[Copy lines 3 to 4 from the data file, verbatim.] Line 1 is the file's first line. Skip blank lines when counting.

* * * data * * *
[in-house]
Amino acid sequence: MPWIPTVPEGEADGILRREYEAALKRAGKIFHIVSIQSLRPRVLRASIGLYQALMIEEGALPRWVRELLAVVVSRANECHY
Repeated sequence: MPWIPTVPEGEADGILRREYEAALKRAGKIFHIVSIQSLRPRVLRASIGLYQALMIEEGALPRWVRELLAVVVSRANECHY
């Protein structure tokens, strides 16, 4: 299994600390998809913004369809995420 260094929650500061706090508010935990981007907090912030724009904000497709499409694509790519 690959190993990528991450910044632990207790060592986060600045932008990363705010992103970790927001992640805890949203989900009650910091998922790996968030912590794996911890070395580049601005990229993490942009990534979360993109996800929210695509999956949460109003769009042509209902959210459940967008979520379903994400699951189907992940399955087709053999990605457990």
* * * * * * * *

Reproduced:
Repeated sequence: MPWIPTVPEGEADGILRREYEAALKRAGKIFHIVSIQSLRPRVLRASIGLYQALMIEEGALPRWVRELLAVVVSRANECHY
């Protein structure tokens, strides 16, 4: 299994600390998809913004369809995420 260094929650500061706090508010935990981007907090912030724009904000497709499409694509790519 690959190993990528991450910044632990207790060592986060600045932008990363705010992103970790927001992640805890949203989900009650910091998922790996968030912590794996911890070395580049601005990229993490942009990534979360993109996800929210695509999956949460109003769009042509209902959210459940967008979520379903994400699951189907992940399955087709053999990605457990």